There's a great chemistry present between Van Cleef and Law here and it's a real shame that they weren't paired together in any subsequent genre entries. But while the duo make for a formidable team, the bad guys that they're facing here are no slouches either. Sergio Leone regulars Luigi Pistilli and Mario Brega (The Great Silence) -- along with genre stalwarts like Jose Torres and Bruno Corazzari -- provide expertly executed turns that ensure that the film is populated with a good range of particularly vindictive bad guys who are more than capable of giving our anti-heroes a run for their money.
A number of the bad guys that Bill and Ryan are intent on tracking down have used the proceeds of their heinous crime to embark on new lives as respected town elders and important politicians -- a popular theme in Spaghetti Westerns that seemingly passes allegorical comment on the Italian public's ongoing concerns about organized crime and its links to political corruption -- and this makes the duo's quest for revenge all the more difficult. British actor Anthony Dawson (The Curse of the Werewolf) provides a nuanced performance as one such bad guy: the shrewd and hawkish saloon-owner-cum-master gambler, Burt Cavanaugh.
At a technical level -- and an aesthetic level too -- this show compares well to Leone's Dollars films. Petroni and cinematographer Carlo Carlini (The Big Gundown, I vitelloni) put a really good-looking movie together here and the film possesses a quite epic feel. The film's art direction and costume designs are both top class. Petroni pays homage to the Spaghetti Western's generic conventions as defined by Leone -- there are some really great close-ups present here -- but he isn't a Leone copyist. For example, the show's final duel is protracted in a Leone-like way but its actual staging and payoff are really quite original.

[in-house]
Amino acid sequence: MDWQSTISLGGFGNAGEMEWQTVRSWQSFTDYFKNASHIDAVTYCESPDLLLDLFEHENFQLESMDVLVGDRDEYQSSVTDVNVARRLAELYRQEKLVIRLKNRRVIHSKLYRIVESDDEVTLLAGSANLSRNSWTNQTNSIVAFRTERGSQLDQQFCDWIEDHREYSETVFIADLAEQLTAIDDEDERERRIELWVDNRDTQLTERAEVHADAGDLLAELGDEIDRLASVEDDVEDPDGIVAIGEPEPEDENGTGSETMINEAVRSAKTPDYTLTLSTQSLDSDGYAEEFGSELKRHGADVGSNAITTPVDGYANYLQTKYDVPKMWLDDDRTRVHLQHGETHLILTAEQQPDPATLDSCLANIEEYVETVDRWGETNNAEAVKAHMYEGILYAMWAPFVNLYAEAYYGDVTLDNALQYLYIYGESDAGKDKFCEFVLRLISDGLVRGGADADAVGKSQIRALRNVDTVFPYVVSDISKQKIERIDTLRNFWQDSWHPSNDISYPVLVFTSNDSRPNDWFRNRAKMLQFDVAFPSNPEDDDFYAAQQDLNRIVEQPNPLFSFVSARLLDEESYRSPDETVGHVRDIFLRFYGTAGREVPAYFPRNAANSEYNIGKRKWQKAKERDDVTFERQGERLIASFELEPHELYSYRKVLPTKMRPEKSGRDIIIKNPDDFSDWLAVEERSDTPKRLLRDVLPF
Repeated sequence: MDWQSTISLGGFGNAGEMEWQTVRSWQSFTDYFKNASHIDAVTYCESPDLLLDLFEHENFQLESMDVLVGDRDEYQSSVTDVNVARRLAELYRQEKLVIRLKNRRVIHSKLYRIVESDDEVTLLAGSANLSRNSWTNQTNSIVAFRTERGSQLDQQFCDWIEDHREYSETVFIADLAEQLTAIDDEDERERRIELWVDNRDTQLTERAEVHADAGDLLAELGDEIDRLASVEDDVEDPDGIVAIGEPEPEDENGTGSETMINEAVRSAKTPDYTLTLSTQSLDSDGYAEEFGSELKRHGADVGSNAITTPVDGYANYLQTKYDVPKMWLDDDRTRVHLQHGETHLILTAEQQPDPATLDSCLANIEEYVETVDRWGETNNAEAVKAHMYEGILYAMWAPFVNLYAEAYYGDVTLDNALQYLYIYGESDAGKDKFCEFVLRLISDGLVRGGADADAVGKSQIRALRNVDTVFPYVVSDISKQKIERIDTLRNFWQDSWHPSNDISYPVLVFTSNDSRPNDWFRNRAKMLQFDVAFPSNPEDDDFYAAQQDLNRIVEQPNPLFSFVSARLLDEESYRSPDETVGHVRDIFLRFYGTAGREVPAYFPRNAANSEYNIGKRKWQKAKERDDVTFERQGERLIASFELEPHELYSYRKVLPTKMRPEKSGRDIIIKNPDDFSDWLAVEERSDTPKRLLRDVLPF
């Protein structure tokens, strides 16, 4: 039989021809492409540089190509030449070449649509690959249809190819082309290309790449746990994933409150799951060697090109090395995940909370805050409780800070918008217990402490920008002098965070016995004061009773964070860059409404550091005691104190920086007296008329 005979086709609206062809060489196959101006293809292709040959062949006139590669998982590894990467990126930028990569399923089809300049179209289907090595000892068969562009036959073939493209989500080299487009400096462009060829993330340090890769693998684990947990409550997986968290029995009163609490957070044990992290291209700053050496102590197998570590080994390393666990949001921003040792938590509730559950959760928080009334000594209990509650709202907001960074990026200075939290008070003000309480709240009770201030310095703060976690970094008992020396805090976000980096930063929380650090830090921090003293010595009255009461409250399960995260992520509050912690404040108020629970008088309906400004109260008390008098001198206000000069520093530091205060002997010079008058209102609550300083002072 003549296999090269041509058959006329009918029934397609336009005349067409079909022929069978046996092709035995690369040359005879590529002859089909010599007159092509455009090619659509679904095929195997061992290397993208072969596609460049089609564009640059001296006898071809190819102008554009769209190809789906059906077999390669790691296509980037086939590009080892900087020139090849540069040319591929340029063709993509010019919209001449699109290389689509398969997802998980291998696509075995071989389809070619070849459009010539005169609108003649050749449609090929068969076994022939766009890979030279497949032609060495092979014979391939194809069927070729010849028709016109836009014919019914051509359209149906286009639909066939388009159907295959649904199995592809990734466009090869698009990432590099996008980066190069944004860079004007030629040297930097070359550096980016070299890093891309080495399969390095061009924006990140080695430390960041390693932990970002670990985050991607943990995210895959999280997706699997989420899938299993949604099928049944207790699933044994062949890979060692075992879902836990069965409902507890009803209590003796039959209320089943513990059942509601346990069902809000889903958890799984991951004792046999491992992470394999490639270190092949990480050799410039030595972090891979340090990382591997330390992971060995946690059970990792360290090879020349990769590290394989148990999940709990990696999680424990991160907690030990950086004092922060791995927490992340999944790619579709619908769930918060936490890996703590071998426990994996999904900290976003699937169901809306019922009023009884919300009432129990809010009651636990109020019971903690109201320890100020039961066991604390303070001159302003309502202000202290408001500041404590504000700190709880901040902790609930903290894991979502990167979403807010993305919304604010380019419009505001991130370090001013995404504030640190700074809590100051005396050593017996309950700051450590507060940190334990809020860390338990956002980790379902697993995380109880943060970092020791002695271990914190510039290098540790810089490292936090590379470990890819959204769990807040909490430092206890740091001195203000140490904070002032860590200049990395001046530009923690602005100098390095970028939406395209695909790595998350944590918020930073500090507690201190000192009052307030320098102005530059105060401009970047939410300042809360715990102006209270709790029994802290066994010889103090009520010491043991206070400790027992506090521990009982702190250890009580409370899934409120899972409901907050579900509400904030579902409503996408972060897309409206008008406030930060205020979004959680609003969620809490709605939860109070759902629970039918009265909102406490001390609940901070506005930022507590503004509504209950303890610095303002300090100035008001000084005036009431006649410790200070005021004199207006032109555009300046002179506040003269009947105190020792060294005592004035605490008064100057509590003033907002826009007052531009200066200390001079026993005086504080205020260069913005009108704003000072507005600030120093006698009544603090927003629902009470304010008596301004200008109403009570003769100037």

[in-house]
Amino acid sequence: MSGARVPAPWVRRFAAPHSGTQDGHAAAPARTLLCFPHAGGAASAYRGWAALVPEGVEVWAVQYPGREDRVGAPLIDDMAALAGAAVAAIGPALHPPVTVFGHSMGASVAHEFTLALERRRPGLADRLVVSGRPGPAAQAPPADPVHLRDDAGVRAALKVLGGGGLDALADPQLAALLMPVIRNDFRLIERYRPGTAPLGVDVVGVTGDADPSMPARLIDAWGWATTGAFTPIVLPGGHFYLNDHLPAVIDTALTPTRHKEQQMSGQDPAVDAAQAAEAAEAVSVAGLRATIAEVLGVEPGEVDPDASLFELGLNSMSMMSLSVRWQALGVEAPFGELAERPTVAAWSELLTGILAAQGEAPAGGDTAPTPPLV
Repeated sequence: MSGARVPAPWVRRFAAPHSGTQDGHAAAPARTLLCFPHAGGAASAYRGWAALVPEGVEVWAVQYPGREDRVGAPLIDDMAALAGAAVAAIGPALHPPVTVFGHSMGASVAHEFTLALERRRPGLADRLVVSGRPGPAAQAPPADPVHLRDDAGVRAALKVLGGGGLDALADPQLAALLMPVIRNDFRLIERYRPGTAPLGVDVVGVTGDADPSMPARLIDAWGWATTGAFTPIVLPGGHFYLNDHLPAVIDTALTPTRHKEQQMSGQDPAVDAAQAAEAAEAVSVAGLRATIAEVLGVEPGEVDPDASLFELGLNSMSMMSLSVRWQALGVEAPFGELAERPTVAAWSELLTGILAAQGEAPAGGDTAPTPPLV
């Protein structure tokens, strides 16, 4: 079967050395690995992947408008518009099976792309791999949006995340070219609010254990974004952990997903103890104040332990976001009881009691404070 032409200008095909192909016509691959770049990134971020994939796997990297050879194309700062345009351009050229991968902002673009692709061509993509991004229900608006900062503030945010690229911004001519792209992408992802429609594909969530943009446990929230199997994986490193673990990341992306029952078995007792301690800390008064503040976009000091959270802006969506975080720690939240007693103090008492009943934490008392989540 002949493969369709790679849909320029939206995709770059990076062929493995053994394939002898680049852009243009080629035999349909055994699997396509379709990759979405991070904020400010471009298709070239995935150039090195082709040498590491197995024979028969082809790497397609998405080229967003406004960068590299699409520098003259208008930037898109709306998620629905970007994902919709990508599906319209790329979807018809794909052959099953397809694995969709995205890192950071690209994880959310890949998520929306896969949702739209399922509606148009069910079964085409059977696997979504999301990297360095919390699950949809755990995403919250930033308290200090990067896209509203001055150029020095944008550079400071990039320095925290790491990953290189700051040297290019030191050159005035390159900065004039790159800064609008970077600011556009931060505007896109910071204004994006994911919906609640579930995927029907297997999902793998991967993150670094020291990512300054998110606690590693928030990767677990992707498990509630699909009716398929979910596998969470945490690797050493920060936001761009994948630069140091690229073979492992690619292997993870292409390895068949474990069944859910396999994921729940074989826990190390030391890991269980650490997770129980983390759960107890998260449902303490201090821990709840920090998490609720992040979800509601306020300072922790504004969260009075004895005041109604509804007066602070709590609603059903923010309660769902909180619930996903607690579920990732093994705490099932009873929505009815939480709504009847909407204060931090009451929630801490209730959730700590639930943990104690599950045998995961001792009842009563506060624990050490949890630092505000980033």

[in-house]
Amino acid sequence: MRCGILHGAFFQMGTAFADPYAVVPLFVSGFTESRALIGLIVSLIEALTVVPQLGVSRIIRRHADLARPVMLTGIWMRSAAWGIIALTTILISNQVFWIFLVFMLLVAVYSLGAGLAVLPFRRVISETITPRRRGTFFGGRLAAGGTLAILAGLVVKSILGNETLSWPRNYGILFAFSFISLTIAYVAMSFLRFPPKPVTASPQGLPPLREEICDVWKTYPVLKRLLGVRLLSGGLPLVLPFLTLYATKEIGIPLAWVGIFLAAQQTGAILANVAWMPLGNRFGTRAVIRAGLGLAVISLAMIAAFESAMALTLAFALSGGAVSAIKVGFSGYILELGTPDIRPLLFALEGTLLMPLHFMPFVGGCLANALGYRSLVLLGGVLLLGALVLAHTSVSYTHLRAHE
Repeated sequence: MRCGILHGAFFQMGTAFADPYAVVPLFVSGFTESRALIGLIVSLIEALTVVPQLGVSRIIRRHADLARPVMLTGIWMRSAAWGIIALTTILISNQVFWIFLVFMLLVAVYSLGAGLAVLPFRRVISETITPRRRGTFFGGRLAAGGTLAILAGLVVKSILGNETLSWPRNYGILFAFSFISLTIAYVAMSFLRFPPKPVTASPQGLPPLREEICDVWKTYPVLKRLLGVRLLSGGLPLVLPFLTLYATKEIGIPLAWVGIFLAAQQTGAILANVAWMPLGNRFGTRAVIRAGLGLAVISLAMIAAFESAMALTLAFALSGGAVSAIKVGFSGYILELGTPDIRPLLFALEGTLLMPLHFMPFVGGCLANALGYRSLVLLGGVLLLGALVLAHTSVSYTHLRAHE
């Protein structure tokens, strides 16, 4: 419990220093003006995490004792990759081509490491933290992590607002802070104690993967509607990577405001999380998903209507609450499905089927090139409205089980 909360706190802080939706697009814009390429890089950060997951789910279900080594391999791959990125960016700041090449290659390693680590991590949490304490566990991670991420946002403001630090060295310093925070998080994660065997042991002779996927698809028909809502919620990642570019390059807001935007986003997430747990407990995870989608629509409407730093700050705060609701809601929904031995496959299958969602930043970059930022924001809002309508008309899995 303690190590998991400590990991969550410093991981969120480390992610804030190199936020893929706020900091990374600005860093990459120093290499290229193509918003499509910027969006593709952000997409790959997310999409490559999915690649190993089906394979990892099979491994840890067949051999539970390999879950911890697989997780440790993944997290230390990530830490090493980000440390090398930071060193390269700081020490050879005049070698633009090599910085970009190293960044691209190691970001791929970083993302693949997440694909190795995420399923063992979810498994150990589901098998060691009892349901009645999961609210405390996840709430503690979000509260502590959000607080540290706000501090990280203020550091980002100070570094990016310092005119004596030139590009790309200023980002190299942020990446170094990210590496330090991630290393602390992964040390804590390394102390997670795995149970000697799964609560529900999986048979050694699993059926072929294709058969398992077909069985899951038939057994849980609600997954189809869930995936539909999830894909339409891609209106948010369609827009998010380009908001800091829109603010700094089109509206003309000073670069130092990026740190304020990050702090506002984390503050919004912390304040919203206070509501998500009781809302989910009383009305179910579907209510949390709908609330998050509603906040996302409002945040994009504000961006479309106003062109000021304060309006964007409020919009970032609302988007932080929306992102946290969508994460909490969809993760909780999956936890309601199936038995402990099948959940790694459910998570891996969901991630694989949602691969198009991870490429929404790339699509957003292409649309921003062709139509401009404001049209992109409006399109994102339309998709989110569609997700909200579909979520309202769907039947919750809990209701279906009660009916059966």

Petroni is also able to bring his own sense of exaggerated formalism to the show at times too. Some of the film's action scenes are staged in a playful, almost comic strip-like manner that adds a noticeable sense of speed and dynamism to the proceedings that is particularly striking. And the sequences where Bill recognizes one of the personal items (ear ring, spur, tattoo, etc) that are his only means of identifying the men that he is searching for all work really well too: a rapid mix of snap zooms, intense facial expressions, tinted flashback overlays and thunderously ominous music cues signal that violent mayhem of some description is about to erupt. The staging and ambience of these sequences where Bill comes face to face with those who wronged him bring to mind the lead ups to Liam Neeson's adrenalin-boosted flip-outs in Sam Raimi's Darkman.
Ultimately, the obvious handiwork of Ennio Morricone and Luciano Vincenzoni and the iconic presence of Lee Van Cleef, Luigi Pistilli and Mario Brega effectively combine with Giulio Petroni's stylish and assured direction to produce a film with content that looks and feels as if it is set within the same diegetic universe as Sergio Leone's Dollars Trilogy. As such Death Rides a Horse would work as an ideal introduction to the wider delights of the Spaghetti Western genre for those Leone fans who have yet to sample a non-Leone genre entry.
Death Rides a Horse has had something of a checkered history in home video terms. All previous US DVD releases have used tatty, panned and scanned masters. There was a pretty good widescreen version of the show issued in the UK a few years back but parts of that presentation suffered from what appeared to be low bit rate problems.